Wednesday, April 06, 2005
Name That Tune - the results
Lots of proposals for the Liberal Democrats' campaign tune (following my posting last week requesting suggestions).
I haven't yet heard what the official song is - can anyone enlighten me? Whatever it is, any of the following ideas are bound to be better.
Lyn-Su Floodgate says "How about Morrissey's Irish Blood, English heart?". Much as I endorse the lyrical sentiments, we want to attract voters, not cause them to slash their wrists in a fit of rain-soaked Mancunian misery.
Gareth Epps suggests Know Your Rights by the Clash. Yes, but I'll only agree to this suggestion if Mark Oaten is forced to sing it at one of the party's morning press conferences. Gareth also suggests Julian Cope's Try, Try, Try - perhaps we can use this as a last resort if the party's poll ratings start to slip badly. His final suggestion is John Lennon's Power To The People - do we really want to remind everyone of the party's policy on drugs?
Several good ideas from Mark Smulian, including the Rolling Stones' Sitting On A Fence; Danny O'Keefe's Good Time Charlie's Got The Blues; Eddie Hodges's I'm Gonna Knock On Your Door; and The Beatles' You Know My Name (Look Up My Number).
Mark also suggests Stealers Wheel's Stuck In The Middle With You - he obviously hasn't seen Reservoir Dogs. Or maybe he has.
Some interesting ideas from Stephen Tall, including Phil Ochs's Love Me, I'm a Liberal (a brilliant satire but I doubt many of the party's members could take it); Sandy Andina's Vote Early (vote often) (more suitable for Birmingham Labour Party, surely?); and (for when there's a hung parliament) Rachel Stevens's Negotiate With Love. I don't know about you but, in my experience, one should negotiate not with love but with a nail-studded baseball bat.
Roger Hayes suggests Road to Nowhere by Talking Heads. He may be proved right, but it's a tad pessimistic at this stage in the proceedings. His other suggestions include Los Lobos's This Time and Van Morrison's Days Like This, but the problem with both these songs is that "this" could mean anything - try saying either song title in the voice of Leonard Rossiter's Mr Rigsby and you'll see what I mean.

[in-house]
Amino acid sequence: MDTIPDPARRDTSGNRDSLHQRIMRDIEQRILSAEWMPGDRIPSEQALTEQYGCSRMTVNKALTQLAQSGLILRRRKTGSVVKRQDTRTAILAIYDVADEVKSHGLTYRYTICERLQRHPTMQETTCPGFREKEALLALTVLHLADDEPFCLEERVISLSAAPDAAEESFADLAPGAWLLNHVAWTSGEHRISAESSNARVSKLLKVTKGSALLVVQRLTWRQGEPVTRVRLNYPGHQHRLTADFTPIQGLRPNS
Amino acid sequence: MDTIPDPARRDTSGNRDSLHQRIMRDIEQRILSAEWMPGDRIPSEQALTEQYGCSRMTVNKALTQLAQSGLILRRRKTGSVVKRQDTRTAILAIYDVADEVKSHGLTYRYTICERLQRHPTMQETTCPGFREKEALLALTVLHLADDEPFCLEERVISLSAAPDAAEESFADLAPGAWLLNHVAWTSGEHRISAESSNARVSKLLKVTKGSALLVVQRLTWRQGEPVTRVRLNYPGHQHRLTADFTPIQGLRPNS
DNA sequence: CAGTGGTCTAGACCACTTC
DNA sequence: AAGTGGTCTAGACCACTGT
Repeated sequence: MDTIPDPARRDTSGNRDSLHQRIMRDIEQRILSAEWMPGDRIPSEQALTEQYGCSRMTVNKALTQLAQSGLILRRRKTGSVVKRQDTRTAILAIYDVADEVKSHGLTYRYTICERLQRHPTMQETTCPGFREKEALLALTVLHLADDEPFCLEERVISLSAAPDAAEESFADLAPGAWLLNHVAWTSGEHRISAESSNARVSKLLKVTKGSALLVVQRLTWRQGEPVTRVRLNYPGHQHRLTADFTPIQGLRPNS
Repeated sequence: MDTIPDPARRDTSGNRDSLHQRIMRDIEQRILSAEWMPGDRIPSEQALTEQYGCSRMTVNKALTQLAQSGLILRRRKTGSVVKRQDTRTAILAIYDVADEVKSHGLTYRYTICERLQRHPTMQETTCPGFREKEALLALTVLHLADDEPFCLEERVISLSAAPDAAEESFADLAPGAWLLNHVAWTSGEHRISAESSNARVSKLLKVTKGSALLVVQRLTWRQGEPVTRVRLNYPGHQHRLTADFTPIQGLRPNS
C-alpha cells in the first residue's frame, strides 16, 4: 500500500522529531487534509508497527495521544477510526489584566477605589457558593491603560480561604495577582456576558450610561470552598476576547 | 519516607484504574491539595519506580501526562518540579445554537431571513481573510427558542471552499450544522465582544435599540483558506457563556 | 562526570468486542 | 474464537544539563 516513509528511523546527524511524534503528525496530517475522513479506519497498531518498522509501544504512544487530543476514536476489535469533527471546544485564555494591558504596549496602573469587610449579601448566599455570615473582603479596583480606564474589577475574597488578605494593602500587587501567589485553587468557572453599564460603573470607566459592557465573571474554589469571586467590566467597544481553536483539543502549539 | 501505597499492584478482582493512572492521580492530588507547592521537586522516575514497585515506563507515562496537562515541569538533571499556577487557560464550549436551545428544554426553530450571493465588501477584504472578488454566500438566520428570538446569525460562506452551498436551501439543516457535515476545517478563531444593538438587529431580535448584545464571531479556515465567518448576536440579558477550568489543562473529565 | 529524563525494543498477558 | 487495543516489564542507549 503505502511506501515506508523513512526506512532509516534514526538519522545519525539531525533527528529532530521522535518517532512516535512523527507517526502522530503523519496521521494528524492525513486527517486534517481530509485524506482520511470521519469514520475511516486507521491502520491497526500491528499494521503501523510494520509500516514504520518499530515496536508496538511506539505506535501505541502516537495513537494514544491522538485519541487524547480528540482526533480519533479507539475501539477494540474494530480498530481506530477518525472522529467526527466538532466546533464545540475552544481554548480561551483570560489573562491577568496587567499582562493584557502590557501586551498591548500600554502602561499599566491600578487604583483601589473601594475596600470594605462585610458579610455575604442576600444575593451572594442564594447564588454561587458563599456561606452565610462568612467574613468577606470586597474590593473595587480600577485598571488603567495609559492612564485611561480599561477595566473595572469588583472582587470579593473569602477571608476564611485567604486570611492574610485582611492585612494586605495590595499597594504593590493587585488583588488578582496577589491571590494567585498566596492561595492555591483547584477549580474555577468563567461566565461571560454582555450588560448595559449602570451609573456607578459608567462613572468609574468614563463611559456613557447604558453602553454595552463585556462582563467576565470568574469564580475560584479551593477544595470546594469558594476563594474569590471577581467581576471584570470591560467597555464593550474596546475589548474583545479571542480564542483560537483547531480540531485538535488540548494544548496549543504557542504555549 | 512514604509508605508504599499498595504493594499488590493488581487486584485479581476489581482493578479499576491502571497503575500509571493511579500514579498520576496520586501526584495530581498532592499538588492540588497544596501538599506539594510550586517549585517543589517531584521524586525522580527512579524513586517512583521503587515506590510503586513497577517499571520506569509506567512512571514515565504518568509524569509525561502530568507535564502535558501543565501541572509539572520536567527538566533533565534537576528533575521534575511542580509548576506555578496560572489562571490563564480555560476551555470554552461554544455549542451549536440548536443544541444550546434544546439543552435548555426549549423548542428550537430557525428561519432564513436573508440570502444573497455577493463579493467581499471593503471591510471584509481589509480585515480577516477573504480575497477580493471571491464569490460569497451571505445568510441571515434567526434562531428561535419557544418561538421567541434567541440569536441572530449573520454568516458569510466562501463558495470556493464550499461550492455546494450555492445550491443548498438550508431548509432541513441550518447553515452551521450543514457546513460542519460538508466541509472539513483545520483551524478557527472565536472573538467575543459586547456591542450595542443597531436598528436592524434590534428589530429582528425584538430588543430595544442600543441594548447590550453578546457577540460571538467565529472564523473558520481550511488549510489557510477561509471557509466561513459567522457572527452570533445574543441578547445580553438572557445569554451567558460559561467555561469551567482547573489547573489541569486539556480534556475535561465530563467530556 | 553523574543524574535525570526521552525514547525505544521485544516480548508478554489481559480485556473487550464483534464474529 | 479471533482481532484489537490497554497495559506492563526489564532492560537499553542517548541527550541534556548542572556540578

Roger's idea of Dr John's Accentuate the Positive is more upbeat but I'm afraid that The Beatles' The Long and Winding Road evokes an eternity of futile campaigning. Personally, I can cope with "long" or "winding" but not both.
Catherine Furlong says "What about avoiding the problem of lyrics altogether and choose an instrumental piece?" That's all very well, but which tune? One of Mark Smulian's suggestions was the Theme From the Third Man, but my money would be on the William Tell Overture - no journalists would dare make jokes about the Lone Ranger for fear of showing their age.
(Before I reveal the winning nomination, an interesting piece of pop trivia - I was the very first person to purchase a copy of David Steel's single I Feel Liberal, Alright. OK, it's not that interesting, I admit, but as a souvenir of the Alliance years it takes a lot of beating.)
And the winner is... Nellie the Elephant. It's not an obvious choice, but consider the advantages:
- Everyone knows the tune.
- It comes in two versions, the original 1956 children's song by Mandy Miller and the 1984 punk version by the Toy Dolls.
- It has cross-generational appeal. Students will appreciate the postmodern irony; thirty- and forty-somethings will go for the punk version; middle-aged baby boomers will be taken back to their early childhood; and it won't rattle the elderly voters' dentures.
- It has apposite lyrics. Nellie "packed her trunk and said goodbye to the circus" - this symbolises the Liberal Democrats' rejection of the old two-party system.